Declaration of patient consent

The authors certify that they have obtained all appropriate patient consent forms. In the form the patient(s) has/have given his/her/their consent for his/her/their images and other clinical information to be reported in the journal. The patients understand that their names and initials will not be published and due efforts will be made to conceal their identity, but anonymity cannot be guaranteed.

Financial support and sponsorship


Conflicts of interest

There are no conflicts of interest.

   References Top

Sargod SS, Shetty N, Shabbir A. Early class III management in deciduous dentition using reverse twin block. J Indian Soc Pedod Prev Dent 2013;31:56-60.  Back to cited text no. 1
[PUBMED]  Medknow Journal  
Seehra J, Fleming PS, Mandall N, Dibiase AT. A comparison of two different techniques for early correction of class III malocclusion. Angle Orthod 2012;82:96-101.  Back to cited text no. 2
Clark W. Design and management of twin blocks: Reflections after 30 years of clinical use. J Orthod 2010;37:209-16.  Back to cited text no. 3
Kidner G, DiBiase A, DiBiase D. Class III twin blocks: A case series. J Orthod 2003;30:197-201.  Back to cited text no. 4
Oltramari-Navarro PV, de Almeida RR, Conti AC, Navarro Rde L, de Almeida MR, Fernandes LS. Early treatment protocol for skeletal class III malocclusion. Braz Dent J 2013;24:167-73.  Back to cited text no. 5
Kapur A, Chawla HS, Utreja A, Goyal A. Early class III occlusal tendency in children and its selective management. J Indian Soc Pedod Prev Dent 2008;26:107-13.  Back to cited text no. 6
[PUBMED]  Medknow Journal  
Ngan P. Early timely treatment of class III malocclusion. Semin Orthod 2005;11:140-5.  Back to cited text no. 7
Chugh VK, Tandon P, Prasad V, Chugh A. Early orthopedic correction of skeletal class III malocclusion using combined reverse twin block and face mask therapy. J Indian Soc Pedod Prev Dent 2015;33:3-9.  Back to cited text no. 8
[PUBMED]  Medknow Journal  
Saadia M, Torres E. Sagittal changes after maxillary protraction with expansion in class III patients in the primary, mixed, and late mixed dentitions: A longitudinal retrospective study. Am J Orthod Dentofacial Orthop 2000;117:669-80.  Back to cited text no. 9
Baccetti T, Franchi L, McNamara JA. The cervical vertebral maturation (CVM) method for the assessment of optimal treatment timing in dentofacial orthopedics. Semin Orthod 2005;11:119-29.  Back to cited text no. 10
Kharbanda OP. Orthodontics, Diagnosis and Management of Malocclusion and Dentofacial Deformities. 2nd ed. India: Elsevier Publications; 2013. p. 547-55.  Back to cited text no. 11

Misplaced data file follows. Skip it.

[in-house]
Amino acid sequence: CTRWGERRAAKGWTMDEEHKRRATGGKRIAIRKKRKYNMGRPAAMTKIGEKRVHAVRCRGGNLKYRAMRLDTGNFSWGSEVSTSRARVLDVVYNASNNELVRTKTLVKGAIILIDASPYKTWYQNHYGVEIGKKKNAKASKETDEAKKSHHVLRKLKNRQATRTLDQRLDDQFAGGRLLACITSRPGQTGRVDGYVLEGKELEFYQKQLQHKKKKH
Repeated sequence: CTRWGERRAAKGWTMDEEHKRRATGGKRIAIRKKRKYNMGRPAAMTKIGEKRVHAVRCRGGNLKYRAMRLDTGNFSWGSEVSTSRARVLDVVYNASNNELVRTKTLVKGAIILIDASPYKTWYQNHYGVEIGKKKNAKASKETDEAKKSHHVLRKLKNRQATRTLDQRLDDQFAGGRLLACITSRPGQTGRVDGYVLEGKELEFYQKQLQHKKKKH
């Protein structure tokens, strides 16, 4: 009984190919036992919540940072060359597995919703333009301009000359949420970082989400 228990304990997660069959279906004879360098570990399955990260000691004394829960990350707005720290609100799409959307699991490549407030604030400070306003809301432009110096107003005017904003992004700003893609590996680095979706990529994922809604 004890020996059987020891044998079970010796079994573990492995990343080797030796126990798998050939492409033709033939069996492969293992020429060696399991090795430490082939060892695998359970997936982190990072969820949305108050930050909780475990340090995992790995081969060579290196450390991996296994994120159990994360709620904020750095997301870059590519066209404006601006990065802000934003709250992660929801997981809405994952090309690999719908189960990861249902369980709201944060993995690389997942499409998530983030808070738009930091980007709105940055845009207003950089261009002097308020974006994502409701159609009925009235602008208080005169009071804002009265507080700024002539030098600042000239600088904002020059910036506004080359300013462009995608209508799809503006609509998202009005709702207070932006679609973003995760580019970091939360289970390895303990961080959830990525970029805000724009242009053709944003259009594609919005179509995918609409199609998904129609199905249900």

Graber TM, Vanarsdall RJ Jr., Vig KW. Treatment of patients in the mixed dentition. In: Orthodontics: Current Principles and Techniques. 4th ed. Mosby: Elsevier; 2009. p. 565-72.  Back to cited text no. 12
Seehra J, Fleming PS, Dibiase AT. Reverse twin block appliance for early dental class III correction. J Clin Orthod 2010;44:602-10.  Back to cited text no. 13
Kanas RJ, Carapezza L, Kanas SJ. Treatment classification of class III malocclusion. J Clin Pediatr Dent 2008;33:175-85.  Back to cited text no. 14
Baccetti T, Tollaro I. A retrospective comparison of functional appliance treatment of class III malocclusions in the deciduous and mixed dentitions. Eur J Orthod 1998;20:309-17.  Back to cited text no. 15
Verma G, Nagar A, Tandon P, Verma SL. Management of developing class III malocclusion. Indian J Oral Sci 2014;5:134-40.  Back to cited text no. 16
  Medknow Journal  


  [Figure 1], [Figure 2], [Figure 3]

  [Table 1], [Table 2]

This article has been cited by
1 Effectiveness of Management of Skeletal Class III Malocclusion during Primary, Mixed, and Permanent Dentition Period A Literature Review
Amina Usman, Amitha M. Hegde, Rajmohan Shetty, Manju R.
Journal of Health and Allied Sciences NU. 2022;
[Pubmed] | [DOI]


Print this article  Email this article


    Similar in PUBMED
   Search Pubmed for
   Search in Google Scholar for
 Related articles
    Article in PDF (1,001 KB)
    Citation Manager
    Access Statistics
    Reader Comments
    Email Alert *
    Add to My List *
* Registration required (free)  

   Case Reports
    Article Figures
    Article Tables

 Article Access Statistics
    PDF Downloaded877    
    Comments [Add]    
    Cited by others 1    

Recommend this journal

Contact us | Sitemap | Advertise | What's New | Copyright and Disclaimer | Privacy Notice
  2005 - Journal of Indian Society of Pedodontics and Preventive Dentistry | Published by Wolters Kluwer - Medknow 
Online since 1st May '05